We covered an administrative assistant position in Atlanta before, and this time we’re breaking down a “receptionist / administrative assistant” job description!
Don’t you love it when they combine the roles in the title for you? How kind and thoughtful.
As we’ve mentioned before, it’s not unusual that administrative support roles include a mix of support responsibilities.
Every company is unique, and as a result, so are the roles of the admins. In some organizations, admins may have a huge workload with a lot of responsibilities. In other organizations, admins could have a more limited task list with plenty of time to do their work.
No matter what you do on a day-to-day basis, it’s important to know that there will always be something unique about your position.
Alright, let’s jump right in!
Receptionist / Administrative Assistant Description: Initial Observations
I feel I just read a general description about what a receptionist is. Which is nice because it’s always good to know the basics, but that’s all I got.
Maybe it is that simple, but… we’ll see.
- Supporting other departments of our dealership
- Other miscellaneous tasks assigned by the General Manager
- Greeting our customer as they come in
- Answering incoming phone calls
- General clerical duties
General Opinion of this Receptionist / Administrative Assistant Job Description
The job description seems so basic that the pay almost makes sense, but I’ll get to that later.
I don’t believe the title is wrong. Based on those very brief requirements, it sounds as if the company needs both a receptionist and an administrative assistant.
However, considering the fact that they volunteered the description of their dealership as “busy,” I would already assume that $10-$12 already isn’t enough money.
At this point in time $10-$12 jobs simply shouldn’t be an option for a “busy” anything. It should be for slow, “I need someone there” jobs.
And don’t think I missed where they put “Able to multi-task” and “Able to say focused and on task” next to each other! They want the person to be focused on multiple tasks and work on simultaneously. For $10-$12. Haha. Riiiight.
The off days are Sunday and Monday, which definitely has its pros and cons. I used to work a job where I got Mondays and Tuesdays off and it. was. SWEET! (Think about all the restaurants offering sweet deals on the slowest days of the week, and those cheap days are your Saturday and Sunday!)
Also, let’s not forget non-normal weekends means you can run errands and make appointments much easier when you’re off during everyone else’s normal business hours. That’s also sweet!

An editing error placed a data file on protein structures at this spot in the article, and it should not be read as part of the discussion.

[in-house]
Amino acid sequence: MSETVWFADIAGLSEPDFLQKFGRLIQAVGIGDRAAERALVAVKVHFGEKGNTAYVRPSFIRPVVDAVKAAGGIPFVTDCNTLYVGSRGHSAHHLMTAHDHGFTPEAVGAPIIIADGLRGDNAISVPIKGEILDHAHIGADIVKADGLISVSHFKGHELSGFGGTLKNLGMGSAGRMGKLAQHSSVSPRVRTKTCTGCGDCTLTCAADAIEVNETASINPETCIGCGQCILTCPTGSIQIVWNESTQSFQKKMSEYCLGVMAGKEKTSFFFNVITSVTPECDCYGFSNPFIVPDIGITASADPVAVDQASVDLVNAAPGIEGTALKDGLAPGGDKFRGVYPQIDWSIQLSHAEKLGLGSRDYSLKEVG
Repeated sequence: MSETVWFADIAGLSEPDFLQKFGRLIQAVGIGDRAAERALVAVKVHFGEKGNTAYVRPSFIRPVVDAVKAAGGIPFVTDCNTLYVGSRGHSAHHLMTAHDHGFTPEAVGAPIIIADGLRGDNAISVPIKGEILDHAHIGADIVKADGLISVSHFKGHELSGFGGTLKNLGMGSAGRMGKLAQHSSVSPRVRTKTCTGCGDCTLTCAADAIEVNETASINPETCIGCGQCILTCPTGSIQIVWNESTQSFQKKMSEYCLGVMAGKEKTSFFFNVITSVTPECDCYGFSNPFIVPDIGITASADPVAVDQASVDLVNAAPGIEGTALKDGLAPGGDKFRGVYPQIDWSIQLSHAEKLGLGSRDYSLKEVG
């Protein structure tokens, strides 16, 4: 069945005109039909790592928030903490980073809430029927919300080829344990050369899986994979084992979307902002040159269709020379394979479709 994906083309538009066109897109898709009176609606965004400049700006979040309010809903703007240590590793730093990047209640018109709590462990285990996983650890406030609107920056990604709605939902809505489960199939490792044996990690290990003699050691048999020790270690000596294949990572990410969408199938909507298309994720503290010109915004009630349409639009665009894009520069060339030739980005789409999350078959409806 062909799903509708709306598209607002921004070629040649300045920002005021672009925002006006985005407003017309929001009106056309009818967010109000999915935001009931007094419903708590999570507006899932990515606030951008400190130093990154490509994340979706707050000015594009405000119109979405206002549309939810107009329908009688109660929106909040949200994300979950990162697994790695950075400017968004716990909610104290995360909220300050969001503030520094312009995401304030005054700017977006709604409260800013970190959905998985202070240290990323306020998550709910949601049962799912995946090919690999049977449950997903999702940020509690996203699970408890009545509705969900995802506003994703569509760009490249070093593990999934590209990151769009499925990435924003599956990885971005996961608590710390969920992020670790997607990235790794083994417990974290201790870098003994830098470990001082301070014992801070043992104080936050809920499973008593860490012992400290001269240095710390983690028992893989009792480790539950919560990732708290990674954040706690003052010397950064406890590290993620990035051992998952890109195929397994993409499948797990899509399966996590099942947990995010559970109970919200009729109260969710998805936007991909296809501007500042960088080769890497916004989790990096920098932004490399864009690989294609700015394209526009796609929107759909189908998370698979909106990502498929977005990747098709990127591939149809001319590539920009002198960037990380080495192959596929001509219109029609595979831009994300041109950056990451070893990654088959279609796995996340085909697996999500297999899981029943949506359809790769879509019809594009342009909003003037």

Experience and Education
According to this job description, you don’t need any experience or educational level to do this job. Their “ideal receptionist / administrative assistant” simply needs to have the right personality and work ethic.
According to this job description, this reception/administrative assistant doesn’t need to know how to work Excel, Microsoft Word, email, or a computer.
But, I’d be surprised if that was actually the case.
To be perfectly honest, I wish more administrative jobs didn’t require a degree. Most of the time, degrees are POINTLESS and act more like a barrier to entry rather than relevant insight into the ability to do a job well.
But specifically for this job, with their $10-$12 an hour pay rate, they better not be asking for a degree or experience.
It’s not minimum wage, but it’s not really enough to live off of if you have regular bills or don’t have supplemental income. This job is located in Indiana, and the minimum wage for Indiana is a whopping $7.25/hr.
Which means working 40 hours a week at, let’s be optimistic, $12 is $480. That means a month you’re earning $1,920 a month before taxes. After taxes, you’re looking at about $1,344 a month.
BUT A job is a job though, so I’m not knocking it. I’ve definitely worked jobs like these before. It might not be as easy for you to make ends meet if you have dependents, pay rent/mortgage, or have more expenses on your plate.
I would recommend this job for students living in dorms without paying monthly rent or for retirees who have supplemental income. And you better live close to this place, too!
The benefits sound fine from the outset, but I would definitely need more details to determine if it’s worth it.
Questions I Would Ask in the Interview
- Will I work on a computer?
- If so, what some computer-related tasks you will require?
- Please give me examples of:
- “general clerical duties”
- support other departments
- other miscellaneous tasks assigned by the General Manager
- How do you handle annual performance evaluations?
- Are there annual pay increases?
- Are their bonuses I am eligible to qualify for?
- Upon what factors are evaluations based?
WORTH IT GRADE:
If you’re a dorm living student or have supplemental income:
3 / 5 post-it notes
If you’re neither of those:
1 / 5 post-it notes